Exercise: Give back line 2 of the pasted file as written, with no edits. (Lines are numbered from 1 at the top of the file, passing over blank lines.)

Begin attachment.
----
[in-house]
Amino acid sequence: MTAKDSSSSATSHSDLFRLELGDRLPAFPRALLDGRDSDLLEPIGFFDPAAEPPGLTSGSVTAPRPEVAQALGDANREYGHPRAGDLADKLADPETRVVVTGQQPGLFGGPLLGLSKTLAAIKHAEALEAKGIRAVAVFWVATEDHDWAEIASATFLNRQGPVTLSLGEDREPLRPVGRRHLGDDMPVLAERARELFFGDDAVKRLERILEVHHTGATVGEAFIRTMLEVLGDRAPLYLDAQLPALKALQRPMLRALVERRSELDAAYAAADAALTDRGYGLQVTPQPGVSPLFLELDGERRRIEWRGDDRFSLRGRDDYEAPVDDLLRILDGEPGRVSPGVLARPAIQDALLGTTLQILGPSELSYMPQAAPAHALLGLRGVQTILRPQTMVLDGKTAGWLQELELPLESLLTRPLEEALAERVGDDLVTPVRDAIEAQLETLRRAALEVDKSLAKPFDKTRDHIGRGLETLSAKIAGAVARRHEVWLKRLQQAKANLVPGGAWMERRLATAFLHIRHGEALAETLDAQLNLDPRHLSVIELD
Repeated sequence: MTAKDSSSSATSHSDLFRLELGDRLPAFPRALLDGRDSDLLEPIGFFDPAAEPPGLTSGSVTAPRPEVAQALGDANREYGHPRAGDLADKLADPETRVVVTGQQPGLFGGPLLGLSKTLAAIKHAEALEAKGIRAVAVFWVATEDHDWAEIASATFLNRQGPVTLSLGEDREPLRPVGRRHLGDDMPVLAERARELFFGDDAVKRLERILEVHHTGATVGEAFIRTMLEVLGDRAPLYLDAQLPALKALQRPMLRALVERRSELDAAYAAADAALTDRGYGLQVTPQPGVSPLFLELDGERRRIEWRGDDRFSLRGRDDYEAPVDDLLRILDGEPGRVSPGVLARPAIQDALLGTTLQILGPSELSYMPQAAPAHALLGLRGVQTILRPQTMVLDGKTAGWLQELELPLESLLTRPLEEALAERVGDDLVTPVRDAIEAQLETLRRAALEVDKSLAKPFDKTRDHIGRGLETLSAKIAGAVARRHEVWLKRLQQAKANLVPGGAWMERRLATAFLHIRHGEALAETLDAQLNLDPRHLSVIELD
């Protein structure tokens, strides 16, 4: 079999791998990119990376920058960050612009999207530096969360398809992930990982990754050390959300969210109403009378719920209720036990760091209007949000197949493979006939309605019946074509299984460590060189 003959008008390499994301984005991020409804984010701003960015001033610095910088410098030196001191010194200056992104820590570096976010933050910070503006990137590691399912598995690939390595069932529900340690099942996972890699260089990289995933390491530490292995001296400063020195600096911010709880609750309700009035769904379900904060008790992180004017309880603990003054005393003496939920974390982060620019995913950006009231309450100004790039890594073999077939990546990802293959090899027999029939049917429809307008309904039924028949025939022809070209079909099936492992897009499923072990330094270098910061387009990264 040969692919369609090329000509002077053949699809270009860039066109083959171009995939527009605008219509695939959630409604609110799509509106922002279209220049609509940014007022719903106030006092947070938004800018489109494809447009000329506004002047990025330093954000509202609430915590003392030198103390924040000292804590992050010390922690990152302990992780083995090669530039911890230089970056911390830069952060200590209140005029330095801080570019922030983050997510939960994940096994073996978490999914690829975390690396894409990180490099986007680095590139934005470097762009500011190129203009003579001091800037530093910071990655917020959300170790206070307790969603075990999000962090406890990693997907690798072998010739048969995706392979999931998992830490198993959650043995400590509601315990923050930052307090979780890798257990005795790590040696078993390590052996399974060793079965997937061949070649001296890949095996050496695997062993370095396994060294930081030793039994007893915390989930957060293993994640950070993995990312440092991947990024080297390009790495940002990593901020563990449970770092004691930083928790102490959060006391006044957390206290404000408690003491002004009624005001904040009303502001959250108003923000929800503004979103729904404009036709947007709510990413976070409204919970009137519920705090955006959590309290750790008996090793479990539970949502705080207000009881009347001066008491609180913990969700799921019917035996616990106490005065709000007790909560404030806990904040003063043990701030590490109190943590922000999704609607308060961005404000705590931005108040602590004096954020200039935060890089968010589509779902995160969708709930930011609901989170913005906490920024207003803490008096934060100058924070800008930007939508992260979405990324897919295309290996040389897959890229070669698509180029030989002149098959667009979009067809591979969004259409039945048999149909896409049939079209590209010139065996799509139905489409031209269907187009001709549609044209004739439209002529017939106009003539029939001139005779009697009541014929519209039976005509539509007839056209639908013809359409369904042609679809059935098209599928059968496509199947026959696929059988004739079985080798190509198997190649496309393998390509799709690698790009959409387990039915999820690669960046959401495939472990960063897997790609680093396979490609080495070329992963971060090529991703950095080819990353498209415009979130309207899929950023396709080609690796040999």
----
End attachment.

Amino acid sequence: MTAKDSSSSATSHSDLFRLELGDRLPAFPRALLDGRDSDLLEPIGFFDPAAEPPGLTSGSVTAPRPEVAQALGDANREYGHPRAGDLADKLADPETRVVVTGQQPGLFGGPLLGLSKTLAAIKHAEALEAKGIRAVAVFWVATEDHDWAEIASATFLNRQGPVTLSLGEDREPLRPVGRRHLGDDMPVLAERARELFFGDDAVKRLERILEVHHTGATVGEAFIRTMLEVLGDRAPLYLDAQLPALKALQRPMLRALVERRSELDAAYAAADAALTDRGYGLQVTPQPGVSPLFLELDGERRRIEWRGDDRFSLRGRDDYEAPVDDLLRILDGEPGRVSPGVLARPAIQDALLGTTLQILGPSELSYMPQAAPAHALLGLRGVQTILRPQTMVLDGKTAGWLQELELPLESLLTRPLEEALAERVGDDLVTPVRDAIEAQLETLRRAALEVDKSLAKPFDKTRDHIGRGLETLSAKIAGAVARRHEVWLKRLQQAKANLVPGGAWMERRLATAFLHIRHGEALAETLDAQLNLDPRHLSVIELD